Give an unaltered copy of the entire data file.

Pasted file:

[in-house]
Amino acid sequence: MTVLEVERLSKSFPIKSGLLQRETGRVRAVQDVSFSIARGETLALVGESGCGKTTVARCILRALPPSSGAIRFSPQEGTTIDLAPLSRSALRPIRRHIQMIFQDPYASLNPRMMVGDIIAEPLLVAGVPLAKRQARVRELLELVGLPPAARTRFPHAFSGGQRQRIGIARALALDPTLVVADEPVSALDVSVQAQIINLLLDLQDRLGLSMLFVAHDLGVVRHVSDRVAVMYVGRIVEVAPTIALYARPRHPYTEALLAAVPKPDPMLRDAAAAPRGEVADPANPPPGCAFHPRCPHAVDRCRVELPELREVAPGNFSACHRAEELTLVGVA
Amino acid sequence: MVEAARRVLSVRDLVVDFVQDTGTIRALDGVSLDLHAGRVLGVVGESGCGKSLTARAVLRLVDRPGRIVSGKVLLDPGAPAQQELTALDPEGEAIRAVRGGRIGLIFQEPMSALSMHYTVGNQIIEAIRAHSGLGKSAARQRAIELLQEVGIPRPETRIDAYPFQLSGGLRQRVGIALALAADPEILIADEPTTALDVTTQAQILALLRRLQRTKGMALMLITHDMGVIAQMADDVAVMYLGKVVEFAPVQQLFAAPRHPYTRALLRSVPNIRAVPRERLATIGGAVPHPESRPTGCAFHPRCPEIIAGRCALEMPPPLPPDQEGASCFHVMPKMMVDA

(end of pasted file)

[in-house]
Amino acid sequence: MTVLEVERLSKSFPIKSGLLQRETGRVRAVQDVSFSIARGETLALVGESGCGKTTVARCILRALPPSSGAIRFSPQEGTTIDLAPLSRSALRPIRRHIQMIFQDPYASLNPRMMVGDIIAEPLLVAGVPLAKRQARVRELLELVGLPPAARTRFPHAFSGGQRQRIGIARALALDPTLVVADEPVSALDVSVQAQIINLLLDLQDRLGLSMLFVAHDLGVVRHVSDRVAVMYVGRIVEVAPTIALYARPRHPYTEALLAAVPKPDPMLRDAAAAPRGEVADPANPPPGCAFHPRCPHAVDRCRVELPELREVAPGNFSACHRAEELTLVGVA
Amino acid sequence: MVEAARRVLSVRDLVVDFVQDTGTIRALDGVSLDLHAGRVLGVVGESGCGKSLTARAVLRLVDRPGRIVSGKVLLDPGAPAQQELTALDPEGEAIRAVRGGRIGLIFQEPMSALSMHYTVGNQIIEAIRAHSGLGKSAARQRAIELLQEVGIPRPETRIDAYPFQLSGGLRQRVGIALALAADPEILIADEPTTALDVTTQAQILALLRRLQRTKGMALMLITHDMGVIAQMADDVAVMYLGKVVEFAPVQQLFAAPRHPYTRALLRSVPNIRAVPRERLATIGGAVPHPESRPTGCAFHPRCPEIIAGRCALEMPPPLPPDQEGASCFHVMPKMMVDA